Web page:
TRIBUTES have been paid to Tom Nairn, who has died aged 90.

Nicola Sturgeon described him as one of the "greatest thinkers, political theorists and intellectuals that Scotland has ever produced."

A statement issued on behalf of his family was released on Saturday night. It read: "We are heartbroken to announce the death of Tom Nairn.

“Aged 90, Tom had been poorly for some years. He died peacefully after a fall, on Saturday morning, 21 January.

“He leaves his partner Millicent Petrie, two children Rachel and Greig and a granddaughter, Harley.”


First Minister Nicola Sturgeon tweeted: "Very sorry to hear that Tom Nairn has died. He was one of the greatest thinkers, political theorists and intellectuals that Scotland has ever produced - and certainly one of the leading and most respected voices of civic nationalism. My condolences to his loved ones."

Alex Salmond said his scholarship was vital "in providing the intellectual base which turned Scottish nationalism from a romantic notion to a powerful left wing challenge to the British state."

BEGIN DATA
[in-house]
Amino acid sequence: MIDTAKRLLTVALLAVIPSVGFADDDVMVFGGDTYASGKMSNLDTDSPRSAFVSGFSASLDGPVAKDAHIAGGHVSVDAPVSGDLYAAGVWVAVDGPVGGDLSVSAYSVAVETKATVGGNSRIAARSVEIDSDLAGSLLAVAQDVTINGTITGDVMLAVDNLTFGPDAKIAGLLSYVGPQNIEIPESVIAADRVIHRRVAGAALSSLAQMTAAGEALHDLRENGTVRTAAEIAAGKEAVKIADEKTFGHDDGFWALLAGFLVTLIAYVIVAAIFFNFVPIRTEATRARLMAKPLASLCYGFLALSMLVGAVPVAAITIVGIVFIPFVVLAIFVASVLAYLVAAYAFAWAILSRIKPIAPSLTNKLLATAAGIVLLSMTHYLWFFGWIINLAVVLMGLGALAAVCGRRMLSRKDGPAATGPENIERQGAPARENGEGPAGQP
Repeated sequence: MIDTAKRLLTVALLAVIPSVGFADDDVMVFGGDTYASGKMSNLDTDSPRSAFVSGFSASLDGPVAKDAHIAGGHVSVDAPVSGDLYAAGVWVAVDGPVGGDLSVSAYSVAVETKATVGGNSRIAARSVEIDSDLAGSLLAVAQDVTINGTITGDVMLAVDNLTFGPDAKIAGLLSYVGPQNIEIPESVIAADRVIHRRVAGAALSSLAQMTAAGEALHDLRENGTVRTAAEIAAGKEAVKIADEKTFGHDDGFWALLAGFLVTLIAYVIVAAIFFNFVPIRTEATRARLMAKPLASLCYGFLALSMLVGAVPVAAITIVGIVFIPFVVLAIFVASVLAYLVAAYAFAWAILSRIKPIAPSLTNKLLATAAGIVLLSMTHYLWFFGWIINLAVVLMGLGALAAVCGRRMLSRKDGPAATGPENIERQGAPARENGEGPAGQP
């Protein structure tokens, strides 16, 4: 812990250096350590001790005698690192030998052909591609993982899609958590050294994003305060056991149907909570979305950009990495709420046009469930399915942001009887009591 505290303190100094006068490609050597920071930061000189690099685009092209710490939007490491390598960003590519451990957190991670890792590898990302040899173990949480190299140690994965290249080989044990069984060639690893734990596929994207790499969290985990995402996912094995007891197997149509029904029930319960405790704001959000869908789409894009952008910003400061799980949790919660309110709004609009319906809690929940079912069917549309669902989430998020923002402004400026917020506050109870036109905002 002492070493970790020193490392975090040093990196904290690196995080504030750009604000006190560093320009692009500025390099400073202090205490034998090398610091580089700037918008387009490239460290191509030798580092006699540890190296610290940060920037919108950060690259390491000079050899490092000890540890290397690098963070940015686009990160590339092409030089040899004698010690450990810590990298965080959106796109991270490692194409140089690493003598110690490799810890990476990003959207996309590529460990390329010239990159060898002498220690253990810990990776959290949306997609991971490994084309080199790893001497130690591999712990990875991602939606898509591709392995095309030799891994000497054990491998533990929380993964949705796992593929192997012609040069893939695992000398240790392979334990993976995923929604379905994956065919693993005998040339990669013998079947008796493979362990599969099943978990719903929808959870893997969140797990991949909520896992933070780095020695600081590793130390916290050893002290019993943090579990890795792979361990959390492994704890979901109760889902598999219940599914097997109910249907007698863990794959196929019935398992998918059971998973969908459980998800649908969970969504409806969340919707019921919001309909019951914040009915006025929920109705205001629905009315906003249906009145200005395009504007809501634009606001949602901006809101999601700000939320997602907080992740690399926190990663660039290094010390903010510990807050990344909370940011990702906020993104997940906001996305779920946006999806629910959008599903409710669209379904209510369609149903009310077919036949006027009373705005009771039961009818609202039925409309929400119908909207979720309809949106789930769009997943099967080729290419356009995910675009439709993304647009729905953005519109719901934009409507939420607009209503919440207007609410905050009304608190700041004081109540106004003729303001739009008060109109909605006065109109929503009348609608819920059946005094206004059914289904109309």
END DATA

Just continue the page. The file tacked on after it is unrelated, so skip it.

He added: "I am part of the generation so influenced by his work & he was my choice to deliver the Edinburgh lecture in 2008.

"His contribution that night was memorable, so much so that I borrow some of its best phrases to this day. Condolences to Tom’s family & his legion of admirers."

READ MORE: From 2016: The big interview: Tom Nairn

The writer David Greig described him as "Scotland's intellectual engine of civic contemporary nationalism."

He added: "His critique of UKania, monarchy, nostalgia and markets couldn't be more relevant now: a giant upon whose capacious shoulders great swathes of Scottish thinkers stand."

Former prime minister Gordon Brown tweeted: "I am sad to hear of the death of Tom Nairn. A great writer, thinker, intellectual and good man.

"He disagreed with me on many things but his books and scholarship will long be remembered. My thoughts are with Millicent and family."

Professor Nairn was born in Freuchie, in Fife, in 1932. He studied philosophy in Edinburgh before moving to Oxford, where he was briefly taught by the novelist Iris Murdoch.

He returned to Scotland in the 1970s as the debate over independence was gathering pace.

He made his name in the 1970s with his book, The Break-Up Of Britain.